“Mission Zhobia is a much-needed innovation to enhance peacebuilding skills among actors working in conflict-affected settings. Peacebuilding is an art and Mission Zhobia demonstrates that in many ways. The game simulates very realistic and common challenges of working in countries affected by conflict, such as rapidly changing political circumstances, low capacities, lack of trust and tense rivalries. I highly commend the PeaceNexus Foundation for taking this initiative and developing this tool with and its partners and I hope that many will start playing this game." - Mr. Oscar Fernandez-Taranco, Assistant Secretary-General for Peacebuilding Support


Initiated by the PeaceNexus Foundation, a consortium of international peacebuilding institutions. 


Who Can Play?

The game is available to play for free online. The member organisations hope it will help those working in conflict-affected contexts to be better able to analyse the environment and to engage in a more conflict sensitive way. Members of the general public who are interested in understanding and navigating the challenges faced by working in a peacebuilding environment are invited to play the game too.

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After Bashir, A New Dawn in Sudan? (Part 1)

Wednesday, April 17, 2019

By: Susan Stigant; Elizabeth Murray

Longtime Sudanese dictator Omar al-Bashir was ousted last Thursday, 30 years after he took power in the same fashion he was overthrown: by a military coup. The military takeover was spurred by months of popular protests over rising food prices, economic mismanagement and demands...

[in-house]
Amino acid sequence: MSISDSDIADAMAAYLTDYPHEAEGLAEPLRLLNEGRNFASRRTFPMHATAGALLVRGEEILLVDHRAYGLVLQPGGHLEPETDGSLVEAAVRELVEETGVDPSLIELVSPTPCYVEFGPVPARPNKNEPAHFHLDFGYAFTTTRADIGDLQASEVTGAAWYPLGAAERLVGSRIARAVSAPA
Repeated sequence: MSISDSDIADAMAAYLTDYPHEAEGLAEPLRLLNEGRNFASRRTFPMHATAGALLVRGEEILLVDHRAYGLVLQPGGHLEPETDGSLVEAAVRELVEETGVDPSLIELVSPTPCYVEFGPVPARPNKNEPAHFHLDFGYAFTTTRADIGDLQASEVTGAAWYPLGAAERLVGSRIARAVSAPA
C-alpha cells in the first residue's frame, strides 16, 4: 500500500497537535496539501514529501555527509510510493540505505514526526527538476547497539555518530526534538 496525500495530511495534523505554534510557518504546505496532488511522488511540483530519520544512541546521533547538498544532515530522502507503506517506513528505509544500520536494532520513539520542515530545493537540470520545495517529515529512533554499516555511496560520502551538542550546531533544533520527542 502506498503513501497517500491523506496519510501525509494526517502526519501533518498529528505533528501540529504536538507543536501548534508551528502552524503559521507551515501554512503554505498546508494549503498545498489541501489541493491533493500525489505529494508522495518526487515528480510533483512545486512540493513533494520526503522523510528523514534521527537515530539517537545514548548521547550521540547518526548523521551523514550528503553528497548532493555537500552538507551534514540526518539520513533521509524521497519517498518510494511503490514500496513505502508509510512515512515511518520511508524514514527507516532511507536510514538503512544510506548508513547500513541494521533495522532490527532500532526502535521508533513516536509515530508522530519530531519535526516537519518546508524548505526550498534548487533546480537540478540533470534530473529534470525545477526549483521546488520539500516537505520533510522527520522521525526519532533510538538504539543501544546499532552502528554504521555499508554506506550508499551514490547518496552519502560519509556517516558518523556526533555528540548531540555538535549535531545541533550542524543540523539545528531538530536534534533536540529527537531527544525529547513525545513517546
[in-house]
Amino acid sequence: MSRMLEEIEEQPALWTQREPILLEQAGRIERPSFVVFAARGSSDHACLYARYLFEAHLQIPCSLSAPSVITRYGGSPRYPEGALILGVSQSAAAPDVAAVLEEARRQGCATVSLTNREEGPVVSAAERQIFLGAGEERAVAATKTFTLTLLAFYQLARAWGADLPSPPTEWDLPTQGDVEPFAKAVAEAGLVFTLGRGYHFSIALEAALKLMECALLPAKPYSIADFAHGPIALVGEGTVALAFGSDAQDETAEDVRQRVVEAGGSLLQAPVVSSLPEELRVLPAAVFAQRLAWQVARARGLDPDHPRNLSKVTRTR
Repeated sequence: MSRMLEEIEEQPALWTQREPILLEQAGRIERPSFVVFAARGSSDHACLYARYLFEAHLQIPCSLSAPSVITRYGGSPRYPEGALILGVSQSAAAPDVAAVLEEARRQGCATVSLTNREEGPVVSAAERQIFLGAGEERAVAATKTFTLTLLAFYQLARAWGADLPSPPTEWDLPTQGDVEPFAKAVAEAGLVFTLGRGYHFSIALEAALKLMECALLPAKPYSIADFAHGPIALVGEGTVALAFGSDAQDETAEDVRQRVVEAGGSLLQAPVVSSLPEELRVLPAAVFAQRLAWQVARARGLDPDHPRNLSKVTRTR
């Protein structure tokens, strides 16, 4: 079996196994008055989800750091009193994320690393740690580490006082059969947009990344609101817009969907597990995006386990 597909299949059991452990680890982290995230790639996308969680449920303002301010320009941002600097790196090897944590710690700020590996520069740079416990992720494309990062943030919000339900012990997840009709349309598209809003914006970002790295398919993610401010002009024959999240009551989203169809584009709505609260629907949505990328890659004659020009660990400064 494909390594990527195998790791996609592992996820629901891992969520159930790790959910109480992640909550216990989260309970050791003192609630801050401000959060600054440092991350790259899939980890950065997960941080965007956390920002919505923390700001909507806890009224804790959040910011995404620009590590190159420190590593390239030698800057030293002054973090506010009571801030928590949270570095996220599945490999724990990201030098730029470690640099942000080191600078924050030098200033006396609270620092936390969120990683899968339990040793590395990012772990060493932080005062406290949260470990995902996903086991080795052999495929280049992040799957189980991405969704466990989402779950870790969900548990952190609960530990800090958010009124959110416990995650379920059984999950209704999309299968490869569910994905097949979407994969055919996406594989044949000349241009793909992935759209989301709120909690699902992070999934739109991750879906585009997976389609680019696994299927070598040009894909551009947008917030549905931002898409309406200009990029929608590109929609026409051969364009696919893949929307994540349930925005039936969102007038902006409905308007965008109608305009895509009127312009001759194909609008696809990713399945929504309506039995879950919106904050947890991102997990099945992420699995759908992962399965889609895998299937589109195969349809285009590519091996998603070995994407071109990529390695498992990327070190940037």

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Myanmar’s 2020 Elections and Conflict Dynamics

Myanmar’s 2020 Elections and Conflict Dynamics

Monday, April 15, 2019

By: Mary Callahan; Myo Zaw Oo

In late 2020, Myanmar will hold a general election for more than a thousand seats in Union, state, and regional legislative bodies. The next year and a half will also see two high-level, conflict-laden processes capture domestic and international attention—the 21st Century Panglong peace conference and possible attempts to repatriate Rohingya refugees. This report evaluates the environment in which the peace process, Rohingya repatriation, and the election intersect and identifies opportunities for mitigating conflict in the run-up to the election.

Electoral Violence; Democracy & Governance; Peace Processes

Q&A: Libya’s Sudden New Risk of War

Q&A: Libya’s Sudden New Risk of War

Friday, April 12, 2019

By: Nathaniel L. Wilson; USIP Staff

Just as the United Nations was preparing to host a national conference in Libya this month to arrange for national elections to unify the country’s fractured governance, the faction that dominates the country’s east, the Libyan National Army, launched a military offensive last week on the capital, Tripoli. With the past week’s fighting, “the likelihood is greater than at any point since 2014 for destructive and bloody conflict” of an uncertain duration and outcome, according to Nate Wilson, who manages USIP programs in Libya. Wilson monitors Libya from neighboring Tunisia while working with Libyan officials, researchers on projects to inform international policymakers, and with local Libyan groups that work to reconcile disputes and build a foundation for national peacemaking. In response to questions, he discussed what’s at stake in the new fighting, and how the international community might respond.